HomeGround reviewed in Architecture New Zealand


Bill McKay has reviewed Simon Wilson’s HomeGround: The story of a building that changes lives in Architecture New Zealand:

‘Auckland City Mission’s new headquarters, designed by Stevens Lawson Architects, is a new city landmark in many ways and its 11 storeys provide facilities and apartment-style homes for the homeless, those living rough and others. For Aucklanders, the author, Simon Wilson, needs no introduction – he is a prolific commentator on Auckland’s urban issues, primarily in The New Zealand Herald. Wilson’s viewpoint is characterised by an enthusiasm for doing things better so it is no surprise that he has chosen HomeGround as the subject of his first book, with photographs by Mark Smith, a very experienced architectural photographer and one of our best.

HomeGround: The Story of a Building that Changes Lives is aimed at a general audience and is an easy, engaging read. The project developed over a very long time (thank you, Global Financial Crisis) and of particular interest is background on charitable housing providers, fund-raising and the people involved. The various incarnations of the evolving design and participants such as Rewi Thompson are covered although architects could wish for a bit more on the architectural gestation. But, if you are interested in the provision of affordable housing, both here and overseas, there are good insights into this topic, from strategies at the start through to the gritty realities of accommodating people with problems. Discussion on the incorporation of Māori values in a meaningful way is also particularly valuable.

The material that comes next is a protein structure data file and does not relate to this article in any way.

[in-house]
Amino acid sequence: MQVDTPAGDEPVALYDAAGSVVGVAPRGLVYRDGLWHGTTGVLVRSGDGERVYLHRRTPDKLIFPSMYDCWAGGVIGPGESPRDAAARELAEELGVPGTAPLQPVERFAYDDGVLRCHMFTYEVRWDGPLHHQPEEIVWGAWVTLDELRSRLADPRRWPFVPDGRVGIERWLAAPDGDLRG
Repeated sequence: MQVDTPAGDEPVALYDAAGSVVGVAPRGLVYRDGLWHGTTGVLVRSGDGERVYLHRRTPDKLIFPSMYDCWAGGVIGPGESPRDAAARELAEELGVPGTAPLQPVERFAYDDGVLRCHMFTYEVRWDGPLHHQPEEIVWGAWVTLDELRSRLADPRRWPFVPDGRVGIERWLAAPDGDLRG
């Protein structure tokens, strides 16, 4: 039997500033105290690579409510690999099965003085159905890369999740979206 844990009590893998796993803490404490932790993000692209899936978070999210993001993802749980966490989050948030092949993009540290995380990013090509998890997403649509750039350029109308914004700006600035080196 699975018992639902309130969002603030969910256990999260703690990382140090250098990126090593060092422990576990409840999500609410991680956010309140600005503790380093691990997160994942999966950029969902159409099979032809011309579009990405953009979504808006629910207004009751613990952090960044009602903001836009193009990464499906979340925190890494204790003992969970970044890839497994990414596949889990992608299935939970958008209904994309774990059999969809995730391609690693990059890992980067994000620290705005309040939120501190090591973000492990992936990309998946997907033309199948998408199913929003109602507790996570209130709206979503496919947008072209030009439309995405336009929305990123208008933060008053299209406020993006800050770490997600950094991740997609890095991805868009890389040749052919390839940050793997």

HomeGround is, at the moment, the biggest engineered timber structure in Auckland and one chapter covers the frustrations of the consenting process – hopefully, HomeGround has smoothed the path for others in our profession trying to get innovation through Council. Nicholas Stevens and Gary Lawson have quite a few words in the book through extensive quotes, and architectural academics Deidre Brown and Karamia Müller provide a short chapter, although it is rather report-like. The photo essays and client stories are interesting, although the well-intentioned desire to name-check a lot of key City Mission staff through images does result in a slightly corporate brochure look – you know the kind of thing where the photographer, faced with yet another group portrait, strives to find a new angle or perspective to make it interesting.

As usual with Massey University Press, this book is a good size, nicely designed and replete with images. Architects will find that this book is not the usual architectural monograph we are used to – it isn’t thick with drawings and details. Indeed, there are more pictures of people than there are of parts of the building. For those of us who want to know more about the building, more labelling on the plans and sections, and more image captions, would have helped in figuring out where the spaces depicted in the book are located in the building. But do not pick this book up, leaf through it, then leave it in the bookshop – you will miss out on the bigger picture of what buildings are about from the point of view of those behind them and those who use them.’